Monday, February 4, 2013

the lone sound

“How could we expect anyone else to understand the peculiar exhilaration that we drew from this bareness, when man’s natural tendency is to be attracted to everything in nature that is lush and fruitful?” (Herzog, 76/77)
            Herzog contemplates this as he writes about overlooking the Great Barrier. I am the first to admit that I am a sucker for everything lush and fruitful. My favorite landscape hands down is a lush rainforest, where you feel so absorbed by life, by the immense excitement of living. I would much prefer to be surrounded by budding flowers, over-acrching trees and waterfalls than I would look out at a desert. Nevertheless when I read this quote I was able to view bareness in a different way. Herzog refers to the magnificence of the Great Barrier, these lone peaks that seem to rule over everything else.
We are always multi-tasking, always surrounded by multiple forms of stimulation. It is hard to separate out what we are seeing vs. what we are smelling vs. what we are hearing, feeling, or even what is before us vs. what we are creating in our minds. We therefore are so rarely able to genuinely enjoy the true essence of one sight, or one sound, or the brilliance of one thought. I have never been good at meditating, but I find the idea fascinating. To me, the solitude of bear nature is the closest comparison I can draw.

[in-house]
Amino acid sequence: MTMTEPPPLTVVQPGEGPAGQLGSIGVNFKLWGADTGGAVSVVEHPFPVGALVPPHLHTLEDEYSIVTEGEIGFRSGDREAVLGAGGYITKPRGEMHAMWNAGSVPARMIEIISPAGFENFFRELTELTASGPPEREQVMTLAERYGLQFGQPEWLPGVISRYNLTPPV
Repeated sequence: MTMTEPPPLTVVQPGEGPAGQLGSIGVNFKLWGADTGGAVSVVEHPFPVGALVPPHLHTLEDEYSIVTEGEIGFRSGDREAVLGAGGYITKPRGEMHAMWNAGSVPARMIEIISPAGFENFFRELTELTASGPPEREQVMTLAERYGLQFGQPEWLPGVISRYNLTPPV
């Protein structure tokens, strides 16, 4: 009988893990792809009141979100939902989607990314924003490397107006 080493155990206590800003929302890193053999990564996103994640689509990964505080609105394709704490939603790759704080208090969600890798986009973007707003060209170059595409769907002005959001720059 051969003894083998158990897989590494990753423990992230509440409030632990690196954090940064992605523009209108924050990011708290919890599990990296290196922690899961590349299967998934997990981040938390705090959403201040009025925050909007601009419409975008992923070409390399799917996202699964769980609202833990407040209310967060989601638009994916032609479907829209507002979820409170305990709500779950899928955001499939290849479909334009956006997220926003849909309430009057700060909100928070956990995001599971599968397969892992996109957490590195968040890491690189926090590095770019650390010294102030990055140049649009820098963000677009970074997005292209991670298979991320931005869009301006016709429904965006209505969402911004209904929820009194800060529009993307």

What came to mind reading this quote was the strange exhilaration I get from what I am going to call a pure silence. Not silence because everyone is working in the library, in fact not even silence meaning no noise, but the silence you get when you are the only human presence around. In the summer I love taking walks on the beach at sunset. I always spend a moment before I leave where I stand very still, and just listen to the waves, appreciating that I am allowed to share this moment with nature. The silence feels so soothing on my ears. When I read Herzog’s quote I realized that for the hiker, the lone mountain peak is their form of meditation. Just as dogs have a keen sense of smell to make up for their weak sight, the less we have going on the more we are able to enjoy it.  Stopping is hard, when everything in society tells us to go, go, go, get as much done in as little time as possible. I can see now that up there in the mountains, just as on the beach, that pressure melts away, allowing us to perceive each sense to its full extent.

1 comment:

  1. I agree that a mountain can be a form of meditation, but I wonder if the mountaineers on this expedition saw this particular experience as something they are allowed to share with nature. Herzog certainly takes moments to look stop and look at the surrounding landscape, but these moments seems to come few and far between his planning of an "attack" on the mountain. To me, Herzog's expedition seemed much less like a friendship with nature and much more like a battle with nature.
    In this case, it seems like nature rather than society is the one telling the team to " go, go, go, get as much done is as little time as possible." In my mind, these men did not leave the mountain with the satisfaction of meditation and connection with nature. Rather, they came in full gear, ready for battle, and were allowed a brief moment of "victory" before experiencing the full wrath of mother nature.